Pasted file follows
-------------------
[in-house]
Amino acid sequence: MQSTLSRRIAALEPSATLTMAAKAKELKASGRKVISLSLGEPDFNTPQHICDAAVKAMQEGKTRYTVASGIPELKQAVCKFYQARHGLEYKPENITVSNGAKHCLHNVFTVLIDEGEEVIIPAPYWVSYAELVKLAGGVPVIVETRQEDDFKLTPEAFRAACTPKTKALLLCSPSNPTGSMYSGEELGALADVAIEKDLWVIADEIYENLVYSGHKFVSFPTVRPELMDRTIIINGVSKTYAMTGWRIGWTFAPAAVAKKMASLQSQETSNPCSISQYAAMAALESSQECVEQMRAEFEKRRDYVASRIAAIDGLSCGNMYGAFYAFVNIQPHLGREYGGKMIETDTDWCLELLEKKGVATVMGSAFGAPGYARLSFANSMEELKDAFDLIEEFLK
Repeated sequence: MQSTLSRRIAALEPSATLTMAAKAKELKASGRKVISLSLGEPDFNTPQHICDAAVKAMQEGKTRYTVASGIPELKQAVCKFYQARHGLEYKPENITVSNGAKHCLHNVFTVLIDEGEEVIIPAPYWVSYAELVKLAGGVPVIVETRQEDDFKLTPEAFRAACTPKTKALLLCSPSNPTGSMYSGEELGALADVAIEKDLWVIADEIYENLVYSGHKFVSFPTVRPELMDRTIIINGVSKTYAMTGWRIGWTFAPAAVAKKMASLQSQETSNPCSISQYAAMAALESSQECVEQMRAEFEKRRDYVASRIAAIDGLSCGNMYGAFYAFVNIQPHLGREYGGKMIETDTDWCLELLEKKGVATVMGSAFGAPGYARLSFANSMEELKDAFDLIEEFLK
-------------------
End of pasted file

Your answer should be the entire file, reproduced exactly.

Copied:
[in-house]
Amino acid sequence: MQSTLSRRIAALEPSATLTMAAKAKELKASGRKVISLSLGEPDFNTPQHICDAAVKAMQEGKTRYTVASGIPELKQAVCKFYQARHGLEYKPENITVSNGAKHCLHNVFTVLIDEGEEVIIPAPYWVSYAELVKLAGGVPVIVETRQEDDFKLTPEAFRAACTPKTKALLLCSPSNPTGSMYSGEELGALADVAIEKDLWVIADEIYENLVYSGHKFVSFPTVRPELMDRTIIINGVSKTYAMTGWRIGWTFAPAAVAKKMASLQSQETSNPCSISQYAAMAALESSQECVEQMRAEFEKRRDYVASRIAAIDGLSCGNMYGAFYAFVNIQPHLGREYGGKMIETDTDWCLELLEKKGVATVMGSAFGAPGYARLSFANSMEELKDAFDLIEEFLK
Repeated sequence: MQSTLSRRIAALEPSATLTMAAKAKELKASGRKVISLSLGEPDFNTPQHICDAAVKAMQEGKTRYTVASGIPELKQAVCKFYQARHGLEYKPENITVSNGAKHCLHNVFTVLIDEGEEVIIPAPYWVSYAELVKLAGGVPVIVETRQEDDFKLTPEAFRAACTPKTKALLLCSPSNPTGSMYSGEELGALADVAIEKDLWVIADEIYENLVYSGHKFVSFPTVRPELMDRTIIINGVSKTYAMTGWRIGWTFAPAAVAKKMASLQSQETSNPCSISQYAAMAALESSQECVEQMRAEFEKRRDYVASRIAAIDGLSCGNMYGAFYAFVNIQPHLGREYGGKMIETDTDWCLELLEKKGVATVMGSAFGAPGYARLSFANSMEELKDAFDLIEEFLK